Panerai Classique in 2014
Barbadians who enjoyed the treat of three and more ships sailing into the Careenage leading up to Christmas Day could anticipate the same in 2014.
That is because the man behind the Portugal to Barbados Panerai Transat Classique Race coming here has already started discussions with the organizers about returning.
At an upbeat awards ceremony held at The Beach House in Holetown on Sunday night, Senator Peter Gilkes said that the signs were promising.
Such optimism would have been permitted in light of the response from Loic Blanken, general manager of Panerai Transat Classique who indicated that they were very impressed with the organization, accommodation and hospitality shown to the sailors who had made the 4 000-mile trek.
The loudest cheer, however, was kept for when Blanken stated that they were without a sponsor up to the 11th hour before Mount Gay jumped on board.
Minister of International Transport George Hutson pointed out that Barbados was quickly becoming a premier sailing destination and that the improvements to the Inner Basin of the Careenage, ranging from better accommodation, portable water and more efficient immigration processes were all geared towards maintaining the attraction of Barbados for various regattas and transatlantic races.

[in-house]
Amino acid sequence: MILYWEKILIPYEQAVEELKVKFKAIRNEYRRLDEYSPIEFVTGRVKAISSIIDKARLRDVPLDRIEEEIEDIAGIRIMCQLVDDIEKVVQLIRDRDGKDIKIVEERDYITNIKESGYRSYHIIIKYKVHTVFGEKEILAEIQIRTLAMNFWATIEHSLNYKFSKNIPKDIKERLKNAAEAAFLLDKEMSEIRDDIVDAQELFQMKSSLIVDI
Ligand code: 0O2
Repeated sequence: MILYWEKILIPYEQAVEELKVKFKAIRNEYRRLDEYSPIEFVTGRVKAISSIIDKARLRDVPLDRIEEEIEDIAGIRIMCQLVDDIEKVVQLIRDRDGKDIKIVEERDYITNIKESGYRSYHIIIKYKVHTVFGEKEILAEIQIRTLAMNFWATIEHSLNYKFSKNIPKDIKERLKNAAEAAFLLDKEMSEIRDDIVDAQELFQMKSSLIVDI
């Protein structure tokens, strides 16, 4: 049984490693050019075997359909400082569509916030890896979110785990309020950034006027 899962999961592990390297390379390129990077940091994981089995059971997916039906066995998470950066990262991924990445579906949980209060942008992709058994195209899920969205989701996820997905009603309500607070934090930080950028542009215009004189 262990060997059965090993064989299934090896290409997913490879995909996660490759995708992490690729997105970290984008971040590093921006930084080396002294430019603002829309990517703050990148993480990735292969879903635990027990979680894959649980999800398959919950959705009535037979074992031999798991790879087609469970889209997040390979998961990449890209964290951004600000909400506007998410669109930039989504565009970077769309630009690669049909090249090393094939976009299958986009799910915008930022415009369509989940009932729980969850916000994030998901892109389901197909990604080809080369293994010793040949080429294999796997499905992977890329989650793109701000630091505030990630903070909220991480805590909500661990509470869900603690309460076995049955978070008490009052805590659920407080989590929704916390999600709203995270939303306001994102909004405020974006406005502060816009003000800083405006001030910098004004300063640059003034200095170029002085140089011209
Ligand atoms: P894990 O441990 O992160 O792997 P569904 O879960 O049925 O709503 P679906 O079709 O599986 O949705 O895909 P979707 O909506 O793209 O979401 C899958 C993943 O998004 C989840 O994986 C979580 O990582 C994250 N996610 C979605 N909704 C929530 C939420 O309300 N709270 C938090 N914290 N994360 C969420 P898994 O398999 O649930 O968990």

Copping the top prizes were White Dolphin, second place went Corto and third-placed were Blue Peter. A special prize went to Yann Salaun of Gweneven who has taken part in two Transat races, 2008 and 2012.
Pascal Stefani, owner of White Dolphin, said that he had visited Barbados over 25 years ago and the warmth and hospitality which he had been assured of then, still remained in what he termed “this magical island”.
The crew from Blue Peter was so impressed with Barbados and the Caribbean after competing in the Mediterranean for the past 15 years that they vowed to remain in the Caribbean for the next four months with a view to winning every regatta to show the prowess of the classic boats. (KB)